Christians are not idiots. Neither the Church nor its members should withdraw from the common life of the society. The trick for Christians in the United States is to find the means to unleash the gospel into the life of the polis—the public life of a modern, democratic, advanced post-industrial state.
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We find ourselves today in a new cultural situation. The public square wants to hear what thoughtful religious voices have to say. The public arena no longer allows religious authority, to be sure; it eschews dogmatic rigidity. Yet, the wider society welcomes religious wisdom into debates over public policy. I believe thoughtful Lutheran leaders should take advantage of this opportunity by providing insightful analyses of the issues of the day and offering wise counsel to the society at large.
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On the first day of a preaching course, I frequently ask students this question: “What is the purpose of preaching?” Over the years, I have heard many, many different answers.
While there is no single correct answer, I have found one answer that generates a great deal of classroom discussion and significantly influences how students actually preach, in the course and beyond.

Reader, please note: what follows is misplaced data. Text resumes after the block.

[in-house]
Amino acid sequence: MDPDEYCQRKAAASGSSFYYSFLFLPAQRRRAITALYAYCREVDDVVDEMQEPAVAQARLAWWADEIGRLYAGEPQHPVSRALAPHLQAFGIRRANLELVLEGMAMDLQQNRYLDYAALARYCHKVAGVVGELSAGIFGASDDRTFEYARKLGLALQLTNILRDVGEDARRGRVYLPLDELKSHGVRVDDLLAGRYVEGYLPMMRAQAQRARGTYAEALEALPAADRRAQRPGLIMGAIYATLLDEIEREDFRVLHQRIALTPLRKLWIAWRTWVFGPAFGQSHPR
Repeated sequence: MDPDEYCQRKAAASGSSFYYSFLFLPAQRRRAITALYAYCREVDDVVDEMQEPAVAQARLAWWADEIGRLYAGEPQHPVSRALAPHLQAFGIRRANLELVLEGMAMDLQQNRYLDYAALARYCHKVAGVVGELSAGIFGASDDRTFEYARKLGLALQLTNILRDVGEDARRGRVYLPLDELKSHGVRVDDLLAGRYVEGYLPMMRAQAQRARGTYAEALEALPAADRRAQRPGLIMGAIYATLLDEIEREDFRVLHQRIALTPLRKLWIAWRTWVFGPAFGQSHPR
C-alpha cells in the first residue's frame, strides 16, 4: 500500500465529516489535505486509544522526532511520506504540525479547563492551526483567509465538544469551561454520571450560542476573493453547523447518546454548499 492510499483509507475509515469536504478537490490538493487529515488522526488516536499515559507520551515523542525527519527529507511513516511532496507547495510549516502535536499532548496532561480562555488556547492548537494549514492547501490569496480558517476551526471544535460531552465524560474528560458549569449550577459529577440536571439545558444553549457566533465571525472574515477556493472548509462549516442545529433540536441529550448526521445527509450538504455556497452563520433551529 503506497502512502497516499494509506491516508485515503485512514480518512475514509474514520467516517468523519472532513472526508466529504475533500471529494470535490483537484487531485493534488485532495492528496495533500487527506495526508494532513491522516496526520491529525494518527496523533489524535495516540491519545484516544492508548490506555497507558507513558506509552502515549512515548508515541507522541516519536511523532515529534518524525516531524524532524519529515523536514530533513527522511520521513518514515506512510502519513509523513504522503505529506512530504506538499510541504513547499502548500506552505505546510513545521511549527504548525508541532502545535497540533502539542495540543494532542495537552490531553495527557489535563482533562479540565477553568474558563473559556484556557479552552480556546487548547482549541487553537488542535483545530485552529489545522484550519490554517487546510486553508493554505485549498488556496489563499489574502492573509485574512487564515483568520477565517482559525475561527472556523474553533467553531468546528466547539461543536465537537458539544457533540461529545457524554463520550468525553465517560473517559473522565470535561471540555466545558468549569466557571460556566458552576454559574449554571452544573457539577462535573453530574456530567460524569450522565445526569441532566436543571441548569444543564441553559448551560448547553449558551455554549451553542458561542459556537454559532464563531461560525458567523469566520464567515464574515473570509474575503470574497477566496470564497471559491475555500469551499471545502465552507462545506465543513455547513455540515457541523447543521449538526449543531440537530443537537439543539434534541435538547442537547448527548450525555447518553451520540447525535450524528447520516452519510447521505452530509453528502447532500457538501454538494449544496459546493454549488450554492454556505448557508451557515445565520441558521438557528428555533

This answer triggers further questions. (Good answers usually do.)
Q: “Is preaching the Good News of resurrection hope a private message intended to get a person ready for his or her own death?” “That is, is it about me in the future?”
Q: “Is the resurrection that takes place in preaching a response to the various kinds of death people carry inside them—things that keep people from living fully?” “Is it about me now?” “Is it not also about others—about us?”
Q: “In fact, is not preaching that ’raises the dead,’ quite directly about others? Is not death changed to life when as baptized Christians we defend human dignity, stand with poor and powerless, advocate justice, and work for peace?” “That is, is resurrection not a blatantly public issue?”
Q: “While preaching that ’raises the dead’ is always personal, is it possible for it ever to be exclusively—or even primarily—a private matter?”
Q: “Is not the life giving power and hope of authentic Christian preaching, by its very nature, always a public act?”
There are many different ways in which these questions get answered by preachers. And while again there is no one correct answer, I would suggest that preaching which does not in some manner embody public as well as private aims has not yet itself been fully been raised from the dead.
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Two crucial questions inform the work we do at PLTS: 1) How do Christians consider the most pressing issues of our time in ways that are both critical and creative? 2) How can we reframe these issues, so that they do not get interpreted in terms of fundamentalisms of left and right, but receive the gracious scrutiny of our deepest religious convictions?